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Jack talks about this season


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Jack McKeon turns 75 on Nov. 23. He looks much younger and certainly doesn't act his age.

 

That might come as a shock to some because McKeon manages the Florida Marlins, and the way their season has been going, it could age a 35-year-old.

 

The Marlins, with a talented young pitching staff, arguably the best double-play combination in baseball and the addition of free agent first baseman Carlos Delgado, were expected to have a banner year ? even better than 2003, when as the National League wild card they stunned the New York Yankees to win the World Series.

 

After losing three out of four games to the Philadelphia Phillies last weekend, the Marlins entered Monday with a .500 record and were in last place in the tight NL East.

 

Frustrating season

 

Spend several hours with McKeon over breakfast, and it becomes obvious the storybook 2003 season is well in the past.

 

"I think the expectations were higher for all of us," he says. "When things don't fall into place, everybody gets frustrated.

 

"We have a great owner in Jeffrey Loria who loves to win, and you feel like you're letting him down even though you can't do anything about it."

 

McKeon says it's important to realize it's a 162-game schedule and "You're going to lose a lot of games."

 

When Loria gave Delgado a four-year, $52 million deal, expectations were ever higher.

 

"A lot of times when you get a big guy like Delgado, other people sit back and say, 'He'll carry us.' When we got him we thought this would be a plus to what we already have."

 

Ask McKeon how much longer he wants to manage, and there's no hesitation.

 

"I want to do it until I decide that I'm not having fun ? or as long as someone (Loria) wants me," he says.

 

Are you still having fun?

 

"Yes," he says. "But ask me in September."

 

If Loria hadn't made the bold move in May 2003 to replace good friend Jeff Torborg with the retired McKeon, the Marlins wouldn't have won the World Series.

 

McKeon taught them how to have fun ? and win.

 

His approach in 2003 was marvelous ? perfect for that season. Those same tactics didn't work last year when Florida missed the playoffs, finishing third behind the Atlanta Braves and Philadelphia.

 

McKeon should not take the hit for one of the most underachieving teams in the majors this season.

 

His contract includes a clause in which, should he no longer manage, he's guaranteed a job in the front office for two or three years.

 

McKeon says he and Loria have an understanding. He's told the owner, "Anytime you don't like what I'm doing, anytime you think you're not happy, come up to me and I'll say, 'If you want somebody else, I'll walk away.' "

 

Offensive lag burdens pitchers

 

McKeon blames the disappointing first half on the lack of a consistent offense, even though the Marlins lead the NL in batting with a .274 average. Plus, they've outscored the opposition 408 to 406 runs.

 

But the Marlins have scored two or fewer runs in 31 of their 90 games, fourth in the majors.

 

"That's put a tremendous burden on our pitchers," McKeon says.

 

The Marlins bullpen has blown only eight saves but has recorded just 16, which ranks 15th among the 16 teams.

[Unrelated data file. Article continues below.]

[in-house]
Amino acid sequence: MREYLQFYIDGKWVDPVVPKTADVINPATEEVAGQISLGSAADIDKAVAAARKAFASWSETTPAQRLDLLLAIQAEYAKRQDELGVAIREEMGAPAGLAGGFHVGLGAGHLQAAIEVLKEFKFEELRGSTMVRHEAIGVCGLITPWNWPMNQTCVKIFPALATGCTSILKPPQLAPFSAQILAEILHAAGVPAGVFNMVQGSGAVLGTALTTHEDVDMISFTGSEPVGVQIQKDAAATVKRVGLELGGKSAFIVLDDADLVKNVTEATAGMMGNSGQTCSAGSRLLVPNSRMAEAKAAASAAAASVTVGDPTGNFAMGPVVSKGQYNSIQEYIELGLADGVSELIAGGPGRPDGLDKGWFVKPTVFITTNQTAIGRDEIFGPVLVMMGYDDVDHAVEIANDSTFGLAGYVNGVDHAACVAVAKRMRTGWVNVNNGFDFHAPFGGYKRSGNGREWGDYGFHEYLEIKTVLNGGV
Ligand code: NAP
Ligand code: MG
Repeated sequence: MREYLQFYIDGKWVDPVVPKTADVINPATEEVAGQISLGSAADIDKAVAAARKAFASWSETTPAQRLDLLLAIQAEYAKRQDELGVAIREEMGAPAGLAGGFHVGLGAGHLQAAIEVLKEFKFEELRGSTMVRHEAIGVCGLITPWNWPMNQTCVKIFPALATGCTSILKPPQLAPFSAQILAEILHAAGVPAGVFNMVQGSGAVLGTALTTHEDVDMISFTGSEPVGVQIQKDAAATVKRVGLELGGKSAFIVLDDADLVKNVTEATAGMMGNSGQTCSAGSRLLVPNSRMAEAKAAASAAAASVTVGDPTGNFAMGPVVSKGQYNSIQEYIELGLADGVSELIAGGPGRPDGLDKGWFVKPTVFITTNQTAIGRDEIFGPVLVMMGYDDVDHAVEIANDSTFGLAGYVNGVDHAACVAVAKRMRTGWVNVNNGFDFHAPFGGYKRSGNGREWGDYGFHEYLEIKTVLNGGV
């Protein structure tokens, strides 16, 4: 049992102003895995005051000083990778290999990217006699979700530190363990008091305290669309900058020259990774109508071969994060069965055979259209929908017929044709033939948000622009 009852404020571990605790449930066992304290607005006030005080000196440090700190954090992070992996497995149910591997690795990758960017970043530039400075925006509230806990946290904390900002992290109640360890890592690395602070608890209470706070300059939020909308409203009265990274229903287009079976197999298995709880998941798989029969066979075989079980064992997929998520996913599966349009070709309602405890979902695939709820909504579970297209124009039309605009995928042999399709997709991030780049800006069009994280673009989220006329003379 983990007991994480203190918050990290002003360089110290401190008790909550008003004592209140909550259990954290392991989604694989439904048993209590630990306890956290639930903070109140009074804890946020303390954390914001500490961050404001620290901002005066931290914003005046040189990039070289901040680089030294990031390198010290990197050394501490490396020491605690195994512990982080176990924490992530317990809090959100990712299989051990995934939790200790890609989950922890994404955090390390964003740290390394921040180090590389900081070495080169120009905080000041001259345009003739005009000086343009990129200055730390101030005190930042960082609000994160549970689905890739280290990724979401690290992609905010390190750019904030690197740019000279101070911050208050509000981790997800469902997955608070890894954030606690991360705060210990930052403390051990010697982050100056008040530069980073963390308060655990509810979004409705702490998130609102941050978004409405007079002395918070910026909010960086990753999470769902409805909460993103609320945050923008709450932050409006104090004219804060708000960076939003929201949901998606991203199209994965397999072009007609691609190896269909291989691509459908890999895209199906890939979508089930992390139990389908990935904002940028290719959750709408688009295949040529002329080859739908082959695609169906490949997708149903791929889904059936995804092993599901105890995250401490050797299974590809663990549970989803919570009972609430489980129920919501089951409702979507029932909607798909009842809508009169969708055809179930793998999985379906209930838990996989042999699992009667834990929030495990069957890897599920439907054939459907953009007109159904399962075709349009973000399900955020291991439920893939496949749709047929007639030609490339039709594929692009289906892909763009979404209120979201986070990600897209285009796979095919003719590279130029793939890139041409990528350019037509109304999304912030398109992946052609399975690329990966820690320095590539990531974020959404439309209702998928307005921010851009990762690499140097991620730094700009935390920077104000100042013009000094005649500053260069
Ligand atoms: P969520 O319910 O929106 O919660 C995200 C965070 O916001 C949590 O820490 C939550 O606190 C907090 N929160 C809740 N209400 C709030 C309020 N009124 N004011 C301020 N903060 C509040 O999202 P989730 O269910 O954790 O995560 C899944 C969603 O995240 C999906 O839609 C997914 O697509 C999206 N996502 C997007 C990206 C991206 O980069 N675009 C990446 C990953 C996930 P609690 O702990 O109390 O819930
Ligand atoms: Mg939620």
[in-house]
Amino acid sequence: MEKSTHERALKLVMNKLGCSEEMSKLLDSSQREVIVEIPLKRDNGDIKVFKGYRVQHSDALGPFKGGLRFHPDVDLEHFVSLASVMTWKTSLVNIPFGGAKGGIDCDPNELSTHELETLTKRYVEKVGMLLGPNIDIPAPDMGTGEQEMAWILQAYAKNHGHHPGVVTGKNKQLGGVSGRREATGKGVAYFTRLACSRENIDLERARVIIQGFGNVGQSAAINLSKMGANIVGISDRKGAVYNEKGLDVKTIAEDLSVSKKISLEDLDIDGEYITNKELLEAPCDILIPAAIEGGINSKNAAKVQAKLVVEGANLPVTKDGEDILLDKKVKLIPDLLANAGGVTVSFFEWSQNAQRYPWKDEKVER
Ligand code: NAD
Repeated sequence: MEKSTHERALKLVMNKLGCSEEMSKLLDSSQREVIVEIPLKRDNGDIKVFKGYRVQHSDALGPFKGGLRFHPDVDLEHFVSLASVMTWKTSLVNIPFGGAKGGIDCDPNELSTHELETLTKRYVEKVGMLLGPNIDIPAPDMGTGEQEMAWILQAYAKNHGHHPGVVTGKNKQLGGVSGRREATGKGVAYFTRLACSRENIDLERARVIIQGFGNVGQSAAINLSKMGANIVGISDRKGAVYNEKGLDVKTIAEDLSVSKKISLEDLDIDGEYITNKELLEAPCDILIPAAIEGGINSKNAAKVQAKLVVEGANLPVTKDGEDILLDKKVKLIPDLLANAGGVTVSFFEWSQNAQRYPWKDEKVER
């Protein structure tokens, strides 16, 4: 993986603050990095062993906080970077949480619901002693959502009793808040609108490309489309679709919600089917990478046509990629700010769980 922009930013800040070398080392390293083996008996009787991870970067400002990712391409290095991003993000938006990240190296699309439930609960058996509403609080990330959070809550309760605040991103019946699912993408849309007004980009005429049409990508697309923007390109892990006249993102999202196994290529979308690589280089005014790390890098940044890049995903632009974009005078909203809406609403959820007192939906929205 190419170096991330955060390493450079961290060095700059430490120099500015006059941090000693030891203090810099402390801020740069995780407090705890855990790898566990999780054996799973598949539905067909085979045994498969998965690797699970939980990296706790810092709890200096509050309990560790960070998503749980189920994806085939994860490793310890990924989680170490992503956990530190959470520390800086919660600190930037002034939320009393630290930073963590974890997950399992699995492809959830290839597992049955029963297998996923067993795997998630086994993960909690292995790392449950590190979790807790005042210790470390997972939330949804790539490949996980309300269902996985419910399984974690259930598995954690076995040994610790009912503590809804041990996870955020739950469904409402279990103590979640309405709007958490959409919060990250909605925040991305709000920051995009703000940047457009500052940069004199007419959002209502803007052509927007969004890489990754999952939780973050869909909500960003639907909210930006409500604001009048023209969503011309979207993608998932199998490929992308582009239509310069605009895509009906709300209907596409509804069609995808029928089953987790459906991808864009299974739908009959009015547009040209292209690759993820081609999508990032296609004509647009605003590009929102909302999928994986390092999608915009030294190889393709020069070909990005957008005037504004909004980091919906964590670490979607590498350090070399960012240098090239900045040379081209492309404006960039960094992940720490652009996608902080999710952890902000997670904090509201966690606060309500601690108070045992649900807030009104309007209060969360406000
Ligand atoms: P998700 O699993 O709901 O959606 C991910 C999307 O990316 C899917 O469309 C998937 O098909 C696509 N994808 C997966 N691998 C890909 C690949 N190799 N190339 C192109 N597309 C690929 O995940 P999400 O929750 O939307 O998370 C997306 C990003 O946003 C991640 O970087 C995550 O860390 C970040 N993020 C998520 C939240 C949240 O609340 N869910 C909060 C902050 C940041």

Injuries to the pitching staff ? 2003 World Series MVP Josh Beckett (8-6, 3.35 ERA) is on the disabled list for a second time ? have been a key reason for Florida's inconsistent play.

 

Free agent left-hander Al Leiter signed a one-year, $8 million contract, but he was unable to duplicate the magic he had had in a previous stint with the Marlins. After losing seven of 10 decisions, walking 60 batters in 80 innings and compiling a 6.64 ERA, he was dropped from the roster last week and traded to the New York Yankees.

 

Surprisingly, he allowed just three hits and one run into the seventh inning Sunday as the Yankees dropped the Boston Red Sox 5-3.

 

"Because of his experience, we'd hoped Al would give us 10, 12 or 15 wins," McKeon says. "Those things happen in the game. Al's a wonderful guy, a class guy and disappointed he wasn't more help to us. We just had to make that decision."

 

Plus, third baseman Mike Lowell, who is being mentioned in trade talks, was batting .227 with four homers and 36 RBI through Sunday. Outfielder Juan Pierre got off to a dreadful start but has improved his batting average to .272.

 

South Florida newspapers have reported that right-hander A.J. Burnett (5-6, 3.64 ERA), who was to start tonight against the Arizona Diamondbacks, might be traded to the Baltimore Orioles or the Chicago White Sox.

 

Delgado, on the other hand, has kept his end of the bargain, as have second baseman Luis Castillo (.319) and shortstop Alex Gonzalez (.279). Delgado was batting .296 with 18 homers and 69 RBI through Sunday.

 

"When we got Delgado, it was as if he automatically would carry us to the pennant," McKeon says. "As I've said, he's a great ballplayer, but you can't put that pressure on one player."

 

Even Loria says there's plenty of time for the Marlins to reach their potential. To him, how they play in August and September is key.

 

"We've still got plenty of time (72 games after Sunday)," McKeon says. "We have a good club and are hoping it's a matter of everything falling into place."

 

McKeon takes another sip of black coffee and almost philosophically says, "You never have as much fun when you're not winning. But it's still fun. When it gets to the time it's not fun, I'm going to get out."

 

One thing is certain: McKeon has meant so much to the Marlins that when it's time for him to leave he should be able to do it on his terms.

 

http://www.usatoday.com/sports/baseball/co...ey-mckeon_x.htm

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